12 Insider Tips
For a family-friendly long-haul flight
Having spent close to 15 years at 12,000 metres, I have taken care of many families travelling on board long-haul flights, in every cabin of the aircraft. I now have a family of my own and we have been travelling both internationally and domestically for the past nine years. Here are my tips for surviving a long-haul flight with young children and enjoying a seamless flying experience.
1. Night flights
If travelling with little ones in tow, consider choosing night flights. I have found over the years this certainly works well, allowing children to stay in their regular sleep pattern on the flight, a key to making sure they are well rested.
Be as organised as you possibly can. I always have a list that I check off the night before departure. Double-check, triple-check that all travel documents are packed (passports, travel itinerary, travel insurance, contact details, etc.). Be sure to have all your travel documents together in an easily accessible pocket of your carry-on. When leaving to go to the airport, allow more time for traffic than you think you’ll need. There is nothing worse than arriving at check-in already anxious and flustered.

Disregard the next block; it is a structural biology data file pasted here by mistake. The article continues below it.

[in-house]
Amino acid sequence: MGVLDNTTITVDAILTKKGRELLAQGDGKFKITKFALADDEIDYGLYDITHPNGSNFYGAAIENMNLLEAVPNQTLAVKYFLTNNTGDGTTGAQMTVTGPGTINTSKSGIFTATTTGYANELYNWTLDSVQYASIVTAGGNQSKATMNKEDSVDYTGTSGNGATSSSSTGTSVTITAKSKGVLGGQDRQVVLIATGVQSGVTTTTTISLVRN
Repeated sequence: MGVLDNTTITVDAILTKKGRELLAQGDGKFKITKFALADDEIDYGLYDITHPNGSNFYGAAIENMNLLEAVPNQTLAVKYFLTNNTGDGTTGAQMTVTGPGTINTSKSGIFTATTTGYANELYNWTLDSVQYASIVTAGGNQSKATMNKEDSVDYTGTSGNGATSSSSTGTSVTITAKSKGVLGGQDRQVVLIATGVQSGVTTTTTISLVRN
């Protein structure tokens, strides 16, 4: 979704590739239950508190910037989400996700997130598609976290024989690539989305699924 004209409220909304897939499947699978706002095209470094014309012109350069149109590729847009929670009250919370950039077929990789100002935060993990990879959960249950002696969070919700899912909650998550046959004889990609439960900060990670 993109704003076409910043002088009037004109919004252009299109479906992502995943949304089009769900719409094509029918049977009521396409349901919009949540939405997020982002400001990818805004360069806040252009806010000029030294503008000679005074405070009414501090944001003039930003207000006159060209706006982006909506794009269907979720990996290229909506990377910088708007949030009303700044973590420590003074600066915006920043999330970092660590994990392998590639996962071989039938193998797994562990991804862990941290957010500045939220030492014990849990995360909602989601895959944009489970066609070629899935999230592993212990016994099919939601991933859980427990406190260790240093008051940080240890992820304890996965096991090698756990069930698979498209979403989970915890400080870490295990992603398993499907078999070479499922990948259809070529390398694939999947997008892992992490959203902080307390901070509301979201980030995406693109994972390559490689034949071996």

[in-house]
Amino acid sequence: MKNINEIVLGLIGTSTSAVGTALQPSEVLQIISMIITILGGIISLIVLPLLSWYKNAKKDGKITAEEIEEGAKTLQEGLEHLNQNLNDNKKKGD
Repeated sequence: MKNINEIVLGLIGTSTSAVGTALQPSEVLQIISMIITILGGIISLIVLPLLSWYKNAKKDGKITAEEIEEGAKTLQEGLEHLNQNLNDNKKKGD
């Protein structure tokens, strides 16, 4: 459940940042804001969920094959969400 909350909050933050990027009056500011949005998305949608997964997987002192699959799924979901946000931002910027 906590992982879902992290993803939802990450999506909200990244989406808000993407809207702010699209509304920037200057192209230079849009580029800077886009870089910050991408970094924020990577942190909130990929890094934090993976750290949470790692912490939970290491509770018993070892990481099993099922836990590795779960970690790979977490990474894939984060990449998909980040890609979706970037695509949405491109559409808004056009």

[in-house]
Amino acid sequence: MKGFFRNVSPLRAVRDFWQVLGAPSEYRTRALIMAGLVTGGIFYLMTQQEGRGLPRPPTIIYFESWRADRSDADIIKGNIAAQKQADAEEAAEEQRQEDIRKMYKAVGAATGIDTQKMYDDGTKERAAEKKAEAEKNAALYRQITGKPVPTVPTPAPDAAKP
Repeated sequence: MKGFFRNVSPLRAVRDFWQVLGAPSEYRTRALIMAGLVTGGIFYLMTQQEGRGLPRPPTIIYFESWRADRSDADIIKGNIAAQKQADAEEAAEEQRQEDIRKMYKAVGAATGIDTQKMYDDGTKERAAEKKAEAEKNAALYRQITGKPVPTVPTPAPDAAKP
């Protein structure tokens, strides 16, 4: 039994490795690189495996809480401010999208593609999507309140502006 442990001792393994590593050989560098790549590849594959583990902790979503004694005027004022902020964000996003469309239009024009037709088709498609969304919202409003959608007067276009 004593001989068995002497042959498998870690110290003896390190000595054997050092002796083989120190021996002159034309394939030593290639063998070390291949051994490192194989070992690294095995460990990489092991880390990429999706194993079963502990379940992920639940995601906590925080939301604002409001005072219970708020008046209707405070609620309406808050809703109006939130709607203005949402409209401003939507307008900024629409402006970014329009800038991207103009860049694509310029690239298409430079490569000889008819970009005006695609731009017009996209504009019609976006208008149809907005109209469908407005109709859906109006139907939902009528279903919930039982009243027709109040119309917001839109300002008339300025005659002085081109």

3. Airport lounges
Check prior to your departure if you are eligible to access the airport lounge facilities and utilise these prior to boarding. Most lounges have a child-friendly room with activities for the kids. If you are a club member travelling business or first class, be sure to make use of these family-friendly amenities.
4. Child-friendly backpack
Purchase a comfortable, user-friendly backpack that the kids can carry and use themselves. This can be packed with each child’s items, making it easier to find things in the middle of a long flight.